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Traditional IRA vs. Roth IRA

Lisett Comai-Legrand

Lisett Comai-Legrand About The Author

Jul 26, 2019 7:16:00 AM

If you’re thinking about saving for retirement, there are a lot of things to consider. There are many retirement accounts to choose from. Retirement accounts sponsored by the workplace aren’t the only way you can save money. You can also do it through individual retirement accounts, also known as IRAs.

 This article will explain the two main types of IRAs: Traditional and Roth. Specifically, what they are, how they’re different from each other, and which of the two is the best option for you.

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Traditional IRA

A Traditional IRA is a tax-deferred retirement account where you only pay taxes on your money when you withdraw it in retirement. By “tax deferring” we mean that all your interest, dividends, capital, etc., have limited or no upfront taxes applied to them. There are two types of Traditional IRAs: deductible and non-deductible. Your income plays a big role in deciding whether you qualify for a partial or full deduction on taxes.


Roth IRA

A Roth IRA is a retirement account where you’ve already paid taxes on the money you are saving up.  Additionally, during retirement you can make tax-free withdrawals if you meet certain criteria.

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Differences Between Traditional IRA and Roth IRA

1. Eligibility

There is no age restriction in a Roth IRA. You can contribute money at any age. In a traditional IRA, you must be under 70 1/2 years of age to contribute money.


 2. Tax Benefits

A Roth IRA offers a tax-free growth and tax-free withdrawals. In traditional IRAs, your contributions may be deducted. Your growth is also tax deferred. 


3. Income Limit

Single people with incomes less than $131,000 and married people with incomes less than $193,000 per year are eligible for Roth IRAs. Anyone with an income can contribute to a traditional IRA. The tax deduction rate depends on what you earn.


 4. Tax on Withdrawal

There is no tax on withdrawals in a Roth IRA. Any contributions or earnings are taxable when withdrawing from a traditional IRA.


 5. Withdrawal Penalties

In a Roth IRA, non-qualified withdrawals have a 10 percent tax on them. In a Traditional IRA, any withdrawals before the age of 59 ½ are subjected to 10 percent taxation unless there is an exception.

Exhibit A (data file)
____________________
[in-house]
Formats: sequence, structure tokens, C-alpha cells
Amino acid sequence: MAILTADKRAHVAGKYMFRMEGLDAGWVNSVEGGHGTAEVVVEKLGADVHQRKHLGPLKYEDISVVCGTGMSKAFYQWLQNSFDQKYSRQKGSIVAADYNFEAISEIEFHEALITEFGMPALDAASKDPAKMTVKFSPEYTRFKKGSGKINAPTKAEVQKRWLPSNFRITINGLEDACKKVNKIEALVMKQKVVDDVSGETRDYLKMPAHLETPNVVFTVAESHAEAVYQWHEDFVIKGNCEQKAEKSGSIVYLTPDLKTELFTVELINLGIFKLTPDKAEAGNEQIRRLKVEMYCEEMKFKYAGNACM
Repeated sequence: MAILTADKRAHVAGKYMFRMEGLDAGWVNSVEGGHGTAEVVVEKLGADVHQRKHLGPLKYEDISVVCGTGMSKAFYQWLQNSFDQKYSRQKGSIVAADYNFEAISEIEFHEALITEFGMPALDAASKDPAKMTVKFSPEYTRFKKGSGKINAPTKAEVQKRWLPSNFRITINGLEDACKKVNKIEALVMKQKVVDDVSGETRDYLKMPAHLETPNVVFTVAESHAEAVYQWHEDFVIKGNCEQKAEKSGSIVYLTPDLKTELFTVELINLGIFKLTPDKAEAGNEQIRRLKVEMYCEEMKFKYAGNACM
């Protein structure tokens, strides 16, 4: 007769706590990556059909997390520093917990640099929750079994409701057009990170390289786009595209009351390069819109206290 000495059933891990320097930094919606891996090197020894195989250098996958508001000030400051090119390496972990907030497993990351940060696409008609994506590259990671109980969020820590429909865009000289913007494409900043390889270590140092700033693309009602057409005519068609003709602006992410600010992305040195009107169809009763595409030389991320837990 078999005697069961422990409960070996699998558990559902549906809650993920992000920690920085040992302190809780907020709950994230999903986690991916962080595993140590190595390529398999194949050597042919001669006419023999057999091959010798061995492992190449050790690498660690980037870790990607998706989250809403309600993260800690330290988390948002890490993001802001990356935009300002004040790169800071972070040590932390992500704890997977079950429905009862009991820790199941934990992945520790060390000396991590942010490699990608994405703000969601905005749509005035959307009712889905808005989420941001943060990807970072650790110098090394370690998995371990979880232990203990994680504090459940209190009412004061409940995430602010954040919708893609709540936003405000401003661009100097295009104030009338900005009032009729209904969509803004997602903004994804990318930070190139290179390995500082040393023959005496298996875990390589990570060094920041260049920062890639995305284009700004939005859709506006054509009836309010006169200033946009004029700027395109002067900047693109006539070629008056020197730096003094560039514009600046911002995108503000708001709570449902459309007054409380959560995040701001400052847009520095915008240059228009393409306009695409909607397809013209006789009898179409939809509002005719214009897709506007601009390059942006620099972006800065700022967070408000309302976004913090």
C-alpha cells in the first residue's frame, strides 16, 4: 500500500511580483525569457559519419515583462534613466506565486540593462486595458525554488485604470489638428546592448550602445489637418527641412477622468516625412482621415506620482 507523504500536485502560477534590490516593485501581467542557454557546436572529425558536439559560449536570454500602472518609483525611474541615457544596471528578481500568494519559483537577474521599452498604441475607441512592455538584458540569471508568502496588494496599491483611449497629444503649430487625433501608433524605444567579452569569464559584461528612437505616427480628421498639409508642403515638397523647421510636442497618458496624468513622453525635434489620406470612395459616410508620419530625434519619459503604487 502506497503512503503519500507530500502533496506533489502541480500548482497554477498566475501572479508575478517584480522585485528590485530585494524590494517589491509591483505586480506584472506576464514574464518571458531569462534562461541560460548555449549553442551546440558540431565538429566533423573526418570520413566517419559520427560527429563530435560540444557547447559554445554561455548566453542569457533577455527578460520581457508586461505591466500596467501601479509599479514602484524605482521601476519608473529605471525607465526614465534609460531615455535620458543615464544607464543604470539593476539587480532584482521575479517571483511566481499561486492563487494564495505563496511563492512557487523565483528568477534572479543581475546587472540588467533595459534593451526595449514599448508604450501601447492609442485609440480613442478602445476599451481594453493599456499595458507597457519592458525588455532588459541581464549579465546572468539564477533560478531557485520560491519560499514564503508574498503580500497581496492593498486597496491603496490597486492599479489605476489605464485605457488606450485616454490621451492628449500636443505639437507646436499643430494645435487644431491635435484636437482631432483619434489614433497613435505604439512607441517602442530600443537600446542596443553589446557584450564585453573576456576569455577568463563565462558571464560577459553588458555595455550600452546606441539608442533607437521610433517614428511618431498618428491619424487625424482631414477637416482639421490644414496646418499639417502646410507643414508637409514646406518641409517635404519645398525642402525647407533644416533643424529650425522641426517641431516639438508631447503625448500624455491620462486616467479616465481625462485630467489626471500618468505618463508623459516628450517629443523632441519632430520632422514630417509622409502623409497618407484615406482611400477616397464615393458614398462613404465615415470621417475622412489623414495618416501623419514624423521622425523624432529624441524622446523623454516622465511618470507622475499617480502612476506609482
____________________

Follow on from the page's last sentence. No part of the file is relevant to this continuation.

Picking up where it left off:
6. Income Caps

In a Roth IRA, you may not be able to contribute due to income caps. Income caps cannot stop you from contributing to a traditional IRA.


 7. Minimum Required Distributions

Roth IRAs do not require any minimum distribution during the life span of the owner. In Traditional IRAs, minimum required distributions start at 70 ½.


 8. Deduction on Contribution

You cannot deduct your Roth IRA contribution. You can deduct some or all Traditional IRA contributions.

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Similarities Between Traditional IRA and Roth IRA


 1. Contribution Limits

In both traditional and Roth IRAs, if you are under 50 years of age, you can contribute up to $5,500, and if you are over 50, you can contribute up to $6,500.


 2. Contribution Deadline

The deadline for both Roth and Traditional IRAs is typically April 15 of the following year.


 3. Fee

IRAs have no initial or maintenance fee. There are also no transaction fees on IRAs.


4. Catch-up Contribution

Individuals above 50 can contribute an additional $1,000 per year.


 5. Minors Contribution

Minors and spouses can both contribute to Traditional or Roth IRAs.


6. Money Withdrawal

You can withdraw money at any time from Roth and Traditional IRAs. Be mindful of tax penalties.

If you are eligible for both a Traditional IRA and Roth IRA, you can split your contributions between the two. However, your total contribution must not exceed the limit for that year. You can also choose to contribute the balance to your Roth IRA and the deductible amount to your Traditional IRA. You will want to consider all the extra fees and charges that may apply if you decide to split your IRAs.

Many people believe that a Roth IRA is a better choice for them as it offers bigger tax breaks and more flexibility for withdrawing funds.

While choosing, make sure to determine which one benefits you more. If it’s hard for you to choose between the two, you can always get both and enjoy the benefits. Make sure to consult with a professional before choosing an IRA. They can explain all the benefits and downfalls of Roth and Traditional IRAs to you in detail, based on your specific situation.


Open an IRA at First Alliance Credit Union 

 Traditional IRAs and Roth IRAs can both give you a huge advantage when saving for retirement, especially if you start early.

If you want to open an IRA, contact First Alliance Credit Union. You can open an IRA for as little as $10.00, and there is no annual maintenance fee or service charge.

We do our best to provide helpful information but we cannot guarantee the accuracy or completeness of the information presented in the article, under no circumstance does the information provided constitute legal advice. You are responsible for independently verifying the information if you intend to use it in any way. Additionally, the content is not intended to be reflective of First Alliance Credit Union’s products or services, for accurate and complete details about our product and service information you must speak to an advisor at First Alliance Credit Union.